Photo by Corinne Nicholson
Three out of four stars
Falling squarely into the I-see-dead-people pathos of "The Sixth Sense," "After.Life" (with its pesky period in the middle of the title) does the audience a huge favor by waiting as long as possible to expose its big plot twist. It is original and is not just a retooling of the final reveal in M. Night Shyamalan's enormously popular horror/thriller, but it doesn't quite match its heady and protracted build-up. This is one of those all-journey/no-destination outings made far better thanks to two raw-nerve lead performances and steady, fearless direction.
Co-written by Polish director Agnieszka Wojtowicz-Vosloo, the film proves to be far deeper than its often conventional horror trappings would suggest. However on at least two occasions, it also flat-out deceives the audience with scenes that leave no doubt regarding the ultimate fate of one of the leads.
In a career strewn with macabre and unsettling characters, Christina Ricci stars as Anna, a grade-school teacher constantly at odds with her live-in boyfriend Paul (Justin Long), who is also estranged from her wheelchair-bound mother Beatrice (Celia Weston). Anna's funk only seems to subside during brief conversations with Jack (Chandler Canterbury), one of her picked-on students with an equally unhappy family life.
After an explosive argument at a restaurant where Paul planned on proposing to her, Anna is involved in an auto accident, or so she is told by mortician Eliot Deacon (Liam Neeson). Eliot then informs Anna that she is, in fact, quite dead. Judging by Ann's wounds and what Eliot does to her body over the course of the rest of the film, it would appear he's telling the truth.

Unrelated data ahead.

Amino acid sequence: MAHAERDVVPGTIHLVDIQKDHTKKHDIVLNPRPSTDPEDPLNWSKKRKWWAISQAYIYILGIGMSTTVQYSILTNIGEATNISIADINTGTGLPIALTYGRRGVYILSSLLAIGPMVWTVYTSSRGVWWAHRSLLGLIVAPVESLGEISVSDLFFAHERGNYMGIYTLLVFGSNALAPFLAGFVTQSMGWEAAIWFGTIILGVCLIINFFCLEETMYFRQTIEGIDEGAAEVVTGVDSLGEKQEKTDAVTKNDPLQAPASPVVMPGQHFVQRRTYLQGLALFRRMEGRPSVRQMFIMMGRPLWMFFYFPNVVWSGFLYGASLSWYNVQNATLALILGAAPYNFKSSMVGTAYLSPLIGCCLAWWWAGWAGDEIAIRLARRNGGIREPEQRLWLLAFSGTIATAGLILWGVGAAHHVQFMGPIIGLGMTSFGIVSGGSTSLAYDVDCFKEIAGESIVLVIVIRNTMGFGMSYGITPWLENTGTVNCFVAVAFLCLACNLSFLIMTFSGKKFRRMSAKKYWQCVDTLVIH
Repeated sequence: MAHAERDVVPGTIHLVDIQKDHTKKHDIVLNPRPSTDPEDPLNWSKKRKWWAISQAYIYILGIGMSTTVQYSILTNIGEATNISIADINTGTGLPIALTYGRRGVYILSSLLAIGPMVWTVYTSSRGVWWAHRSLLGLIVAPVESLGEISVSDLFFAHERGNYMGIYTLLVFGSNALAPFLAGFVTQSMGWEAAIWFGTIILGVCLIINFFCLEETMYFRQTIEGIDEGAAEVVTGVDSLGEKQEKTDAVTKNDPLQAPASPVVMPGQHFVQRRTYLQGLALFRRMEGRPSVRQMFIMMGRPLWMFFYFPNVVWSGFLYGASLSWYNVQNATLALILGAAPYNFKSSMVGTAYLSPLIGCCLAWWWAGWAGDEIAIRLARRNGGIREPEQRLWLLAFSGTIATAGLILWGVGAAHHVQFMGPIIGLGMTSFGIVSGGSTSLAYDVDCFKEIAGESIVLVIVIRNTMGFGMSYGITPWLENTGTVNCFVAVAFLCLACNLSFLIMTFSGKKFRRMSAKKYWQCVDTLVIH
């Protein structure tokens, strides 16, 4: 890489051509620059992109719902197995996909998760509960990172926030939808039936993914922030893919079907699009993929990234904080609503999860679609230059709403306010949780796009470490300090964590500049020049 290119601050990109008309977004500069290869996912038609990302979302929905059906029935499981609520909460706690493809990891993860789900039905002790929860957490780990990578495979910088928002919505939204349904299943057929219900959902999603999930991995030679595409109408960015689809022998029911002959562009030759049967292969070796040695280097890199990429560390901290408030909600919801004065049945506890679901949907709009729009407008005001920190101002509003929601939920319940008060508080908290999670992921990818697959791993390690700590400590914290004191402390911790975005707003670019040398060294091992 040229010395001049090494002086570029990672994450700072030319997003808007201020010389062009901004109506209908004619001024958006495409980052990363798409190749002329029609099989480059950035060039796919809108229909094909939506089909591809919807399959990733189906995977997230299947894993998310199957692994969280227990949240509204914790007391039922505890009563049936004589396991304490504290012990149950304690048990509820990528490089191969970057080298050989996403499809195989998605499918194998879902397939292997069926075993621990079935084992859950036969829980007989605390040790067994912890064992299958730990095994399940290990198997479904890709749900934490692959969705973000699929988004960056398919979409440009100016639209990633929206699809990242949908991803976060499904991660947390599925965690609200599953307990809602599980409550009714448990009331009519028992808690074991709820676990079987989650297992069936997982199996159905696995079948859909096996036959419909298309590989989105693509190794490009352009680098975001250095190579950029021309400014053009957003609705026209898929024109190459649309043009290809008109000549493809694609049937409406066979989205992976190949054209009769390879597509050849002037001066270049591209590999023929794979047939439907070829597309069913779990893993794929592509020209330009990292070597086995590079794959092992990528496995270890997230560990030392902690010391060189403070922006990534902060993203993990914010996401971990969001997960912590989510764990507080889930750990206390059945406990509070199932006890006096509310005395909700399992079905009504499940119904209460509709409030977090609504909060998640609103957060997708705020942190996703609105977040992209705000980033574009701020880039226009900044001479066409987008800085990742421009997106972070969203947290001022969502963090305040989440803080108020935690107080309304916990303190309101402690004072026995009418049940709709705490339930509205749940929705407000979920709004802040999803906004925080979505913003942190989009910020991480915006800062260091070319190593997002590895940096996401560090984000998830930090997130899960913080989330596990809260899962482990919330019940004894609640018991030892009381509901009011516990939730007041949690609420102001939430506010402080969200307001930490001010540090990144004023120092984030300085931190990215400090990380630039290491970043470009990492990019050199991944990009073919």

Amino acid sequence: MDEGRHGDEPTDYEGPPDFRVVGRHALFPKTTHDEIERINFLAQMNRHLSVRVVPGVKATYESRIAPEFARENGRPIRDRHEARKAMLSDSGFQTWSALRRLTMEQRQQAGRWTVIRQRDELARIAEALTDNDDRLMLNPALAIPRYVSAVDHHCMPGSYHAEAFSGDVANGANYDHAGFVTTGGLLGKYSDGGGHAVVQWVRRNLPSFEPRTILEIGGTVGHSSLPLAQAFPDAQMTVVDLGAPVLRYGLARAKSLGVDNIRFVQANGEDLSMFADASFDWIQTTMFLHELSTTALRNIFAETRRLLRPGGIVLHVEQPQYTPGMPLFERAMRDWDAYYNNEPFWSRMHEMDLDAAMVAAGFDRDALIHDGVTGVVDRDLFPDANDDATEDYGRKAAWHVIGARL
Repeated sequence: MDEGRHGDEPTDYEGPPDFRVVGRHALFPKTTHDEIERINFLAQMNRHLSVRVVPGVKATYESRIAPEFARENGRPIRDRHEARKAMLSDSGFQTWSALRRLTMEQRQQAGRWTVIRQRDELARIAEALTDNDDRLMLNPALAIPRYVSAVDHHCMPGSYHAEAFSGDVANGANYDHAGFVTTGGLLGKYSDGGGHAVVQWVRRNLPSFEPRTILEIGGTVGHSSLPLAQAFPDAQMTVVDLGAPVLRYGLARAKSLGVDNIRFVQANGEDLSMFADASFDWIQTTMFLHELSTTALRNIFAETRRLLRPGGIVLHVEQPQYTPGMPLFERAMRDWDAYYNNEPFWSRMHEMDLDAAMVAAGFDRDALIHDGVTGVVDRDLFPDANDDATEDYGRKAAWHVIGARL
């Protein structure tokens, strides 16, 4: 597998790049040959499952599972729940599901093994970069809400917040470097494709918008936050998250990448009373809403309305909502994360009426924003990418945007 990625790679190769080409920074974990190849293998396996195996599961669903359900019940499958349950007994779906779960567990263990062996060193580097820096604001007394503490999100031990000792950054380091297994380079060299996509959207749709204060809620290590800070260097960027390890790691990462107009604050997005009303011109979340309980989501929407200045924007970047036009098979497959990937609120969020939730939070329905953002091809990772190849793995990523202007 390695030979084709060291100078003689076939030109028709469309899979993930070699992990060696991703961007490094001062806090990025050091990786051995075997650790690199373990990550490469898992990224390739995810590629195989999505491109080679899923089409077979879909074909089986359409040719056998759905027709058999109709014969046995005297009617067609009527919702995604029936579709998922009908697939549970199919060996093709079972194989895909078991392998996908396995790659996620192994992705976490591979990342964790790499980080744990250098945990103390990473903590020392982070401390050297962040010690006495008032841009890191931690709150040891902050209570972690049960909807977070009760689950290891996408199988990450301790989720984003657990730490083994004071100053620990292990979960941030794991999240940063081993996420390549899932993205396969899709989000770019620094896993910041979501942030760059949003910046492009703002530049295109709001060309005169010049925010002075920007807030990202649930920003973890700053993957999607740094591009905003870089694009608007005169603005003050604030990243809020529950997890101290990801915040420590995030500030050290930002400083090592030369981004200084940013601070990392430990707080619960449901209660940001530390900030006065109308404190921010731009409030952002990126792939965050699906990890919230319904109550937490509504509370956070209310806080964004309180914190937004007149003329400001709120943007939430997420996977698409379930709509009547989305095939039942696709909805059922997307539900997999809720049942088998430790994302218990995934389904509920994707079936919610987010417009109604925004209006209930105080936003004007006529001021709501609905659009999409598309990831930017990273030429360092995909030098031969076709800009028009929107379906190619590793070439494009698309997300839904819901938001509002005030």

Meticulous to the point of obsession with a vivid imagination, the introverted Eliot could have easily been a regular character on the HBO series "Six Feet Under." Charged with the duties of making dead people look alive if only for a few hours, Eliot has a job that he obviously loves, but one that also carries with it many possible psychological pitfalls.
Although not aware of it immediately, Anna begins to voice regret regarding things she never achieved while alive which, as Eliot points out, will prevent her from moving on peaceably. Not willing to give in to his strong-arm suggestions she proves to be his most troublesome project.
The cinematography by Anastas N. Michos alternates between color-drenched dream-sequences and the kind of stark, unforgiving lighting one would find in a mortician's work space. The contrast is initially jarring but eventually takes on the intriguing role of a third lead character.
In his limited role, the young Canterbury has just the right level of glassy-eyed detachment to make his character more than just a token child occupying space. He goes far in covering for Long, a guy who can get by in lightweight supporting comedic roles but is way out of his element here.
As good as he is Neeson doesn't stray far from what we've come to expect from him -- a sturdy chunk of metaphorical granite that isn't beyond letting some of his more tender elements seep through the character's thick skin when needed.
Appearing in the buff for more than half of the film (without the aid of a body double or tricky lighting), Ricci is simply phenomenal. A young woman with gorgeous yet atypical and angular features, Ricci is the embodiment of a thinking person's vision of sex appeal. Her Anna is at once hard-bitten and achingly vulnerable and the audience's investment in her fate is all consuming.
"After.Life" won't teach you anything about the place or state of mind contained in its title, but it will make you think twice about how wisely you're using your privileged time in the one you're in right now. (Anchor Bay Entertainment)